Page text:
The next month, the plaintiff tried again. Coleman v. Aviation Institute of Maintenance, Case No. 15-cv-420 (E.D. Wis. 2015). This time, he alleged that the school discriminated against him based on his disability and his race. He alleged in his complaint that “he was admitted to the Institute . . . but the Institute required him to be there by a certain day or give up his spot.” Case No. 15-cv-420 at dkt. no. 5, p. 3. He alleged that he “could not relocate to Indianapolis in time because of his financial situation, and the Institute gave his spot to someone else.” Id. Judge Adelman dismissed this complaint, because it did not include any facts demonstrating that the school denied the plaintiff admission based on his disability or his race; indeed, his complaint alleged that the school had admitted him. Id. Judge Adelman also noted that this was the plaintiff's third attempt to sue the Institute. Id.

         Now, almost five years after he filed his first complaint, the plaintiff has tried again. He alleges fewer facts in this complaint than in the complaint in Judge Adelman's case. He tries to get around the three prior dismissals by naming Curtis Goard and Jeremy as defendants, rather than directly naming the Institute as a defendant. But as the court notes above, the plaintiff does not allege that Goard or Jeremy denied him admission to the school. He appears to believe that this court will not be aware of the facts he alleged in the cases before Judge Adelman. And again, he provides no facts that support his claim that the school did not admit him due to race (and Judge Adelman's case shows that he was, in fact, admitted).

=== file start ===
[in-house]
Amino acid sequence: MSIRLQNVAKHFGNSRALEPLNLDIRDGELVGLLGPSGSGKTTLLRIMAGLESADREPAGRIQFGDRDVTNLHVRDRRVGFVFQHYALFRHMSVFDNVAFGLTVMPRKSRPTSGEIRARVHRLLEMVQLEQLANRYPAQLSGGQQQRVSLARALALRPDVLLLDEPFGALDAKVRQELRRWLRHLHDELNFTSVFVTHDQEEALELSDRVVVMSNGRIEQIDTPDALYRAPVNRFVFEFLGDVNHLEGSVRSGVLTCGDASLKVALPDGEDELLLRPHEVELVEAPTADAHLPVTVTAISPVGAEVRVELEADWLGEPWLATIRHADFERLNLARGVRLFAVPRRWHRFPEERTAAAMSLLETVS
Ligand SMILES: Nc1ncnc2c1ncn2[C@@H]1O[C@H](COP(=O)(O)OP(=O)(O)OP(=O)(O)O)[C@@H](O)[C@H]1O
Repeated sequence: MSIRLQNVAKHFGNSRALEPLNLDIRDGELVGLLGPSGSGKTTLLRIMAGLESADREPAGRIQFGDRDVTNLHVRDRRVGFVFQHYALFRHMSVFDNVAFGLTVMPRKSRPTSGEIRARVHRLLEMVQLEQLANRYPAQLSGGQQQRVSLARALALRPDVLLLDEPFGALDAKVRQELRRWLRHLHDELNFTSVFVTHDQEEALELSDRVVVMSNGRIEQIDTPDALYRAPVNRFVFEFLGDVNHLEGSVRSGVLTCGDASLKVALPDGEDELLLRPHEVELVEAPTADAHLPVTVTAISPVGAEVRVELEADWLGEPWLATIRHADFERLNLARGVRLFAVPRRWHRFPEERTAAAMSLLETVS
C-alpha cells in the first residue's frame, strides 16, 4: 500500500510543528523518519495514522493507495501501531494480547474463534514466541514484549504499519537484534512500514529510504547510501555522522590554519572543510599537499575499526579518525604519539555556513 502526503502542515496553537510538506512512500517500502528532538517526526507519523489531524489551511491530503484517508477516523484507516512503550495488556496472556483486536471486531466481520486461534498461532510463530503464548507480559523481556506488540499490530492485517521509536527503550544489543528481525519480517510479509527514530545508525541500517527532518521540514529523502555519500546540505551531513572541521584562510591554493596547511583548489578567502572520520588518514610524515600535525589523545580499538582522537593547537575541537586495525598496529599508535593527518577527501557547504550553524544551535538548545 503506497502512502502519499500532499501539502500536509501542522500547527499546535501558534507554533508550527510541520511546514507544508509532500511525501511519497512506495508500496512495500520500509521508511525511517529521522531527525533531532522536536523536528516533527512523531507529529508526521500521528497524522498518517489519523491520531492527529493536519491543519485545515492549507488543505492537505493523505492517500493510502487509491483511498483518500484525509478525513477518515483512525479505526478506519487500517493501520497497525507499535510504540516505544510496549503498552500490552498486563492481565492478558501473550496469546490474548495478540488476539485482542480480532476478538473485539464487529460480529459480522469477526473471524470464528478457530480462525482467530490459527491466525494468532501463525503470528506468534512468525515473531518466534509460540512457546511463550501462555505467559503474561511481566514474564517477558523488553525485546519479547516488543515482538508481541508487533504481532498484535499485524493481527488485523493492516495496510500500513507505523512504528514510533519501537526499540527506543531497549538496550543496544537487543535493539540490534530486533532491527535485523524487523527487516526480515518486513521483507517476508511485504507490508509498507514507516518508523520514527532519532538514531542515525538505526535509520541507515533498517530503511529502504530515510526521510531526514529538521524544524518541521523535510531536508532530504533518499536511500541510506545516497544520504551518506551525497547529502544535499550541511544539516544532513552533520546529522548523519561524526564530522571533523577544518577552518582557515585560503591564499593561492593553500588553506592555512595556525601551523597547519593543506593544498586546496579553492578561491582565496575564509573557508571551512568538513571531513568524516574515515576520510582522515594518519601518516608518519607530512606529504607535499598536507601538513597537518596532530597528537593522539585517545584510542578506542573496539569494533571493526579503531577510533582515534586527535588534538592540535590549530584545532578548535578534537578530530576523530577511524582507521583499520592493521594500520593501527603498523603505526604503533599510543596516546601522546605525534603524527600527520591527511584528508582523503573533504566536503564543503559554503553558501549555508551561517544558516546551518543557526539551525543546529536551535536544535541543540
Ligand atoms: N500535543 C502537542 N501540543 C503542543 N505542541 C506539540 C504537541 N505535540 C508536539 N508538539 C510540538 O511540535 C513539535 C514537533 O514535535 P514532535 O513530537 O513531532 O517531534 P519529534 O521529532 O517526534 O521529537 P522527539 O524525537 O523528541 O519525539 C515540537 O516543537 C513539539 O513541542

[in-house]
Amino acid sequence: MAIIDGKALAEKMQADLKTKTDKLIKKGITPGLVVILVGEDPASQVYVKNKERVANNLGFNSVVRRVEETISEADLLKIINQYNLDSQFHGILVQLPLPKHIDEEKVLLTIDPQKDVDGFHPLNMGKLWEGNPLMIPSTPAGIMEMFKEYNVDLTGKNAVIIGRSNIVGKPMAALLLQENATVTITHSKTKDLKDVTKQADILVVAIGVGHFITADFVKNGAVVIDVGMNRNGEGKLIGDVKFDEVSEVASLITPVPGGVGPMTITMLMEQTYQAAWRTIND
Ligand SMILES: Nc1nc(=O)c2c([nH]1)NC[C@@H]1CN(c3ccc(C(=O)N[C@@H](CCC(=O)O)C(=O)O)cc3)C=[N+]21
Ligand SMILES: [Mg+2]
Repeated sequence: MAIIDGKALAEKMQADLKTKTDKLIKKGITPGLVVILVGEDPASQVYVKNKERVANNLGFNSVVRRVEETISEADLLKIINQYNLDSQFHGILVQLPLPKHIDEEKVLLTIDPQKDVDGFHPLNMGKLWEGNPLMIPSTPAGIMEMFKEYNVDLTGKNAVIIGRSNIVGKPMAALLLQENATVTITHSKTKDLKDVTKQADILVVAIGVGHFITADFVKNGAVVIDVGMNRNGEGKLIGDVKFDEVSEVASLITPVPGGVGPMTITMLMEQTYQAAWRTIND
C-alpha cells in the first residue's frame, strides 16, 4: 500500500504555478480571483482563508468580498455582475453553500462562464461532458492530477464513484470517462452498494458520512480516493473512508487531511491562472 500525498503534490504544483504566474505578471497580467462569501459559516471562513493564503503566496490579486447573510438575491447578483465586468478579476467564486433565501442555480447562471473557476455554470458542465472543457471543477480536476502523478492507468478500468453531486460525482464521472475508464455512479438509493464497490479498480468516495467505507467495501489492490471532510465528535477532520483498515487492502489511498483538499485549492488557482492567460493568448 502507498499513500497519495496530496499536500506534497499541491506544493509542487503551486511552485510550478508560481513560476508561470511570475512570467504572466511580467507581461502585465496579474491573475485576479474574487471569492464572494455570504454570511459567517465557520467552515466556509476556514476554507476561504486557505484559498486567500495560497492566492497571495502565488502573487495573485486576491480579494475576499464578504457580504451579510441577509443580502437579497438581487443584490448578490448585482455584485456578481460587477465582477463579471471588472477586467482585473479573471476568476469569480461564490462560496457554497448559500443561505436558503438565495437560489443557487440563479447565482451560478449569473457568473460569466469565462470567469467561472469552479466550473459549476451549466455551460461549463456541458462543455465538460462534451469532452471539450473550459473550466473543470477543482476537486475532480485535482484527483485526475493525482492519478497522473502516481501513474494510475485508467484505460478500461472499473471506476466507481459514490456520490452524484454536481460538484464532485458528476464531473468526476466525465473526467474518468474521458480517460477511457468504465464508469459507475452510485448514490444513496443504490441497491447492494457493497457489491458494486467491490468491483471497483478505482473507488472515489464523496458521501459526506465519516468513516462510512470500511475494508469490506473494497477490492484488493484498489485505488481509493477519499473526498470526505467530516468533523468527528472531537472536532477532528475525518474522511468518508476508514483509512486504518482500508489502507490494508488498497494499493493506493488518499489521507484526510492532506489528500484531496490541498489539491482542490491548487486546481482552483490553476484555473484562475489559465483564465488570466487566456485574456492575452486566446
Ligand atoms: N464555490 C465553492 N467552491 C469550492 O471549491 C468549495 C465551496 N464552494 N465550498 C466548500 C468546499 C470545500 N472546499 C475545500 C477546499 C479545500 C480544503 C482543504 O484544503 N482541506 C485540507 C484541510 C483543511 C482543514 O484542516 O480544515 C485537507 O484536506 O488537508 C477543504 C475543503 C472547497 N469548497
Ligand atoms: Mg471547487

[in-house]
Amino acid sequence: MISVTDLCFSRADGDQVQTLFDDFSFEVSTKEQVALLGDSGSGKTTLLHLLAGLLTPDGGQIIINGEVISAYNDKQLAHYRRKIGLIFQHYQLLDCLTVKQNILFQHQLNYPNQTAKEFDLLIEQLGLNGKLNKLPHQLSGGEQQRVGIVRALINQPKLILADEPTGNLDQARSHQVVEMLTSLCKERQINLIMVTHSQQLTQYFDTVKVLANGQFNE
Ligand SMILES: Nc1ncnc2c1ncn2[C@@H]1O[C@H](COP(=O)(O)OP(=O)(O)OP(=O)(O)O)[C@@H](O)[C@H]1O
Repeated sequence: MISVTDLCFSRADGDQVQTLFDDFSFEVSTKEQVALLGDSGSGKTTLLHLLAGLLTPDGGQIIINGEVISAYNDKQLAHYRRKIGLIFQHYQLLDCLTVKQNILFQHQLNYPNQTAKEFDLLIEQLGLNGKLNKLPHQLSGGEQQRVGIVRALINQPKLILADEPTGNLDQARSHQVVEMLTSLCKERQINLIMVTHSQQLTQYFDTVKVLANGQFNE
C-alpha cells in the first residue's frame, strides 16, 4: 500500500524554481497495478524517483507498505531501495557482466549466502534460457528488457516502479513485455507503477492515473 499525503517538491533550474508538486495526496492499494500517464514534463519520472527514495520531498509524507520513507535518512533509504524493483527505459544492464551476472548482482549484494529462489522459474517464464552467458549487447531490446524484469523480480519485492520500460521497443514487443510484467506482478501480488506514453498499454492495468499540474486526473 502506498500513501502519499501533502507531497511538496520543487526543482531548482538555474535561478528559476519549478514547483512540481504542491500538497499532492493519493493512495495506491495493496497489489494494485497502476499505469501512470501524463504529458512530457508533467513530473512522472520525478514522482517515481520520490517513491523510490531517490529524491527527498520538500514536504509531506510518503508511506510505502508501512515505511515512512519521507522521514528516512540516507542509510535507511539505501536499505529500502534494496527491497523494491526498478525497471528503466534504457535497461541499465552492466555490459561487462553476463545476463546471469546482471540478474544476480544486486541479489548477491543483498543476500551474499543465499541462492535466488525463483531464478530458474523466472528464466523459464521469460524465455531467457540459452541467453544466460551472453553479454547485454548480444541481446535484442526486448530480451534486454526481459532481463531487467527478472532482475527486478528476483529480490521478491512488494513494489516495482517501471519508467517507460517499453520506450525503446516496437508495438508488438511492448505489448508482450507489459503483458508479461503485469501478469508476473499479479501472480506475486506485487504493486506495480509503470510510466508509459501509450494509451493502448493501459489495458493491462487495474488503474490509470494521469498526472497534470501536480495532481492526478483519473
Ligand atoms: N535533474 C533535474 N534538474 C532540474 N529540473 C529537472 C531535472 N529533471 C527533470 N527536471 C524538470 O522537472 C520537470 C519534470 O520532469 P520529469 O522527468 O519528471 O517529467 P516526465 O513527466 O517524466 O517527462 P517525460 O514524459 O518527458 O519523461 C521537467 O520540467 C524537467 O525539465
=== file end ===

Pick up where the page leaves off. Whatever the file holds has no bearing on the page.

Because the plaintiff's complaint fails to state a claim upon which relief may be granted, and because this complaint is repetitive, the court will deny his motion for leave to proceed without prepaying the filing fee, and will dismiss ...